Advances in medicine and healthcare are helping people live longer. However, healthcare systems and governments may not be prepared to deal with the medical, economic, and social challenges of an aging population including dementia and Alzheimer’s disease (AD).
In marking World Alzheimer’s Day on Sept. 21, Alzheimer’s Disease International (ADI), an international federation of 73 Alzheimer associations around the world, issued The World Alzheimer Report 2010, which provides a global picture of the economic and social costs of the illness.
Some of the statistics detailed in the report are alarming. The worldwide costs of dementia will exceed 1% of global GDP in 2010, at $604 billion. The number of people with dementia will double by 2030, and more than triple by 2050. The costs of caring for people with dementia are likely to rise even faster than the prevalence, especially in the developing world, as more formal social care systems emerge, and rising incomes lead to higher opportunity costs.
In the United States, the estimated number of new cases of AD is 454,000 for 2010, according to the report 2010 Alzheimer’s Disease Facts and Figures, from the Alzheimer’s Association. The number of people aged 65 and older with AD is estimated to reach 7.7 million in 2030—a more than 50% increase from the 5.1 million aged 65 or older currently affected.
The ADI calls for governments and international organizations such as the World Health Organization to make AD a top priority. On the research front, ADI called for governments and other major research funding groups to increase research funding to a level “more proportionate to the economic burden of the condition.” Recently published data from the U.K. suggests that a 15-fold increase is required to reach parity with research into heart disease, and a 30-fold increase to achieve parity with cancer research.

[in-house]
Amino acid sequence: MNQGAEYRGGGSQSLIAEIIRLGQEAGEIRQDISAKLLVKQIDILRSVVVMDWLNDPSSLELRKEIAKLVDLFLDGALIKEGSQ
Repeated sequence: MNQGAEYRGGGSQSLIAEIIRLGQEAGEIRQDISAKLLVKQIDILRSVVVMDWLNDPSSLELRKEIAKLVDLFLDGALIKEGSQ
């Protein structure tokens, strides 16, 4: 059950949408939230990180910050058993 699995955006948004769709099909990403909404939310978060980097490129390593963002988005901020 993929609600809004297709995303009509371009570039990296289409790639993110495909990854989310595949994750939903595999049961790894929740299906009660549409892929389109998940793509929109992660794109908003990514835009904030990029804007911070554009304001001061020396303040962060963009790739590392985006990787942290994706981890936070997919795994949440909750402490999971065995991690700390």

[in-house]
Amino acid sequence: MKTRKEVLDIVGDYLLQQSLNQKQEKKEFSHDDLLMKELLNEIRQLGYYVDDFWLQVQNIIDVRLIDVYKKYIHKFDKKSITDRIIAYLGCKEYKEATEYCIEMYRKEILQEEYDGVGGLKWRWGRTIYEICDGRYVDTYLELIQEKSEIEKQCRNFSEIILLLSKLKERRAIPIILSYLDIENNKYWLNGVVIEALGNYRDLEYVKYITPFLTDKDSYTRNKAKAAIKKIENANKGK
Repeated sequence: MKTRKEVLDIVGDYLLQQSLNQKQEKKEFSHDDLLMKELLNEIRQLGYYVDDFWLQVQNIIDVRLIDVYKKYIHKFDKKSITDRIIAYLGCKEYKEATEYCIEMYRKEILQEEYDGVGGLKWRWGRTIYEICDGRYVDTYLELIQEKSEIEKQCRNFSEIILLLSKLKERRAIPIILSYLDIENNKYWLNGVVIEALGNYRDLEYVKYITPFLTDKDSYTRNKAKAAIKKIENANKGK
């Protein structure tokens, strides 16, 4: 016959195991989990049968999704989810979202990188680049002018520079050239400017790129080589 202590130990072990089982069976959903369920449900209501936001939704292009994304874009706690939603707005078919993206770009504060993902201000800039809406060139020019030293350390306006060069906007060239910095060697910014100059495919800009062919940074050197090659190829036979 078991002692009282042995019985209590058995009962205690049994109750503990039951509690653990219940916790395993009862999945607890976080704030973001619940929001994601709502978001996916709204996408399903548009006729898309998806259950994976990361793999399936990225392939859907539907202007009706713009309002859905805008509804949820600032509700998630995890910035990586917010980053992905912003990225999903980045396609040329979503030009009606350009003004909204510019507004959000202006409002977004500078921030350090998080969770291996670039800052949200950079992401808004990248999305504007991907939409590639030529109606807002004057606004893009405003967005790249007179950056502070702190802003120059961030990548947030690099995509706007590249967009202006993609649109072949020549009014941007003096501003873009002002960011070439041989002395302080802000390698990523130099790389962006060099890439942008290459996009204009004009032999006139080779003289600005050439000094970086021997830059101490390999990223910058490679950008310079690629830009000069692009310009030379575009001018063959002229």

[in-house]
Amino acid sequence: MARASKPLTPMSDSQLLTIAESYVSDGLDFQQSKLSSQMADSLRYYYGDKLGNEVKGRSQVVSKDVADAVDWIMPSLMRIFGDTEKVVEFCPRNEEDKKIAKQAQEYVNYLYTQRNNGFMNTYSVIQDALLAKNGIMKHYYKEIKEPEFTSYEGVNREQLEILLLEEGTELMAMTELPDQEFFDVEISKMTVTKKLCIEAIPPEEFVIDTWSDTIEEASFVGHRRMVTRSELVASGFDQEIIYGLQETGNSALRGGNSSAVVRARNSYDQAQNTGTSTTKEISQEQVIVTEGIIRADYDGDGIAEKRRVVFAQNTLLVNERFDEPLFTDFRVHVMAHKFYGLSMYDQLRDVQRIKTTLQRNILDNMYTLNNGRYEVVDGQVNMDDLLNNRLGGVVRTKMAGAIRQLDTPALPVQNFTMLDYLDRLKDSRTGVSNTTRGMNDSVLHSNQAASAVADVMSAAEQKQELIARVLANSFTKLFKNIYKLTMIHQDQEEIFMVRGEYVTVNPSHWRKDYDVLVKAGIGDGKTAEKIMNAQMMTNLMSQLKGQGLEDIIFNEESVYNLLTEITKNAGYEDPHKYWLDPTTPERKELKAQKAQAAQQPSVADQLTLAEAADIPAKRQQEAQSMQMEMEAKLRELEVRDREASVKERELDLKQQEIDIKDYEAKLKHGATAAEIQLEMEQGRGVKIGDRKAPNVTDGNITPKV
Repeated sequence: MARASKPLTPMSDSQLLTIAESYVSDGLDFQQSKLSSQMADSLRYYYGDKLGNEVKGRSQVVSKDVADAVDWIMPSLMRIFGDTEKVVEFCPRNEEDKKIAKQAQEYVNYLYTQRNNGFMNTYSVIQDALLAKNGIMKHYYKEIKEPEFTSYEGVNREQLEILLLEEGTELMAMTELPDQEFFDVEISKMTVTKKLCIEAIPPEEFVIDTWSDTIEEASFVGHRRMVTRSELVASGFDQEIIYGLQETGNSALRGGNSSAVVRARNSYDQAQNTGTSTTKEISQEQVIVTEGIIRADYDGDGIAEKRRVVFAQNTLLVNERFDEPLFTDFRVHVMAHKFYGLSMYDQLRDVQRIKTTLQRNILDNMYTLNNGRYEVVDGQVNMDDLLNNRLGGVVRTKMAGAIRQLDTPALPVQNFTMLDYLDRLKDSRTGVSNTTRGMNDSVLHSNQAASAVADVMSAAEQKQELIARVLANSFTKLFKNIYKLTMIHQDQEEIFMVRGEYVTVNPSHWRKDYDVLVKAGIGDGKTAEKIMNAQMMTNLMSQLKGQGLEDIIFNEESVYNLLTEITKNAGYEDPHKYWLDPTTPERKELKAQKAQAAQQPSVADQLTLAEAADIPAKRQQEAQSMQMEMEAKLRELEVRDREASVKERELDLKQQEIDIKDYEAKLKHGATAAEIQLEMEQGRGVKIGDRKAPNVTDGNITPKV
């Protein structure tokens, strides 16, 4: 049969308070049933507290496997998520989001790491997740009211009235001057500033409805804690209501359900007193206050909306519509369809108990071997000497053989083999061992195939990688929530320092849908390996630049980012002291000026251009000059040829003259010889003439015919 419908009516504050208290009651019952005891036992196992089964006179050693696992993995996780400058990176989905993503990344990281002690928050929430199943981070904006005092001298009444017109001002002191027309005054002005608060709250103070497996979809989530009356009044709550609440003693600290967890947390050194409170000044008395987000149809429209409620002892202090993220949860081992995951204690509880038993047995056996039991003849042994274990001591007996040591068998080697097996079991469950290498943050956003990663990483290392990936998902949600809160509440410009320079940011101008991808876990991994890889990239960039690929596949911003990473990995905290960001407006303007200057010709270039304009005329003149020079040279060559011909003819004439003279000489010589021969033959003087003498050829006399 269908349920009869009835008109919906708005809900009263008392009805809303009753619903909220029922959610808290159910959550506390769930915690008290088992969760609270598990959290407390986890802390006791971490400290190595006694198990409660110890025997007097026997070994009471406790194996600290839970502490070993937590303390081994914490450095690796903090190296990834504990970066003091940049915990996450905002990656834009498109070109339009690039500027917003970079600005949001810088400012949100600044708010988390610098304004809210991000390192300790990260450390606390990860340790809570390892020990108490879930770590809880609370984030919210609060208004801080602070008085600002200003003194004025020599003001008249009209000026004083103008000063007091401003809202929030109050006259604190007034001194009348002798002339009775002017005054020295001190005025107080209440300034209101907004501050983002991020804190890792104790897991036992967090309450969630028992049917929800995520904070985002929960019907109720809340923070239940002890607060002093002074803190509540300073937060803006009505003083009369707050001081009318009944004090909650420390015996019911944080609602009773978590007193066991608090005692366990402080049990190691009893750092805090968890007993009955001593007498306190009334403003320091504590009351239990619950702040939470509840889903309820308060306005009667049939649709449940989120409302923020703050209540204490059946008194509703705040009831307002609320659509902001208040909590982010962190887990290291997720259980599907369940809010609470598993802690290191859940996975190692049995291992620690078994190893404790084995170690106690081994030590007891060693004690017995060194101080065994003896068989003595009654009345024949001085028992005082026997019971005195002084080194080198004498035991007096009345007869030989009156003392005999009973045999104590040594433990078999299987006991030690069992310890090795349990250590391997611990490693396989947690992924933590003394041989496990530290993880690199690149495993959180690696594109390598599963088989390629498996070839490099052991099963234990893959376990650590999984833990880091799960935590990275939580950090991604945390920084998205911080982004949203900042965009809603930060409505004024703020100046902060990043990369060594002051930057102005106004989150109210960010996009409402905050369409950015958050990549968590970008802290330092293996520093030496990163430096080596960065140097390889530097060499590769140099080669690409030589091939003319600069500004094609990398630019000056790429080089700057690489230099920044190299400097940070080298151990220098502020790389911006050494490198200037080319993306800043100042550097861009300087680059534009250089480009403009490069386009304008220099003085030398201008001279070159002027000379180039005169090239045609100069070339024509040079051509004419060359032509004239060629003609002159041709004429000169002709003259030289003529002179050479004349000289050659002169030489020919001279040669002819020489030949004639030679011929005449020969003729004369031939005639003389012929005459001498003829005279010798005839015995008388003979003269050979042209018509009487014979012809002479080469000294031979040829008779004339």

In the United States, National Institutes of Health (NIH) funding for aging is estimated at $3.17 billion for 2011; neuroscience research is estimated at $5.6 billion. Alzheimer’s research is budgeted for $480 million, ranking it 56th of 218 disease/research areas tracked by NIH. This is, unfortunately, not near the parity to cancer research funding that ADI recommends.
If the projections of ADI and the Alzheimer’s Association are accurate, the current generation is doing itself a great disservice by underfunding research for a vital health issue. Success in the battles against cardiovascular disease, obesity, or cancer will be bittersweet if memory and mental cognition in our “golden years” is stolen away by disease.
Rita Peters, Editorial Director, Drug Discovery & Development
Robert Fee, Editor in Chief, Bioscience Technology
Peter Bennett, Managing Editor, Drug Discovery & Development
To view the Fall 2010 edition of Vital Signs click here.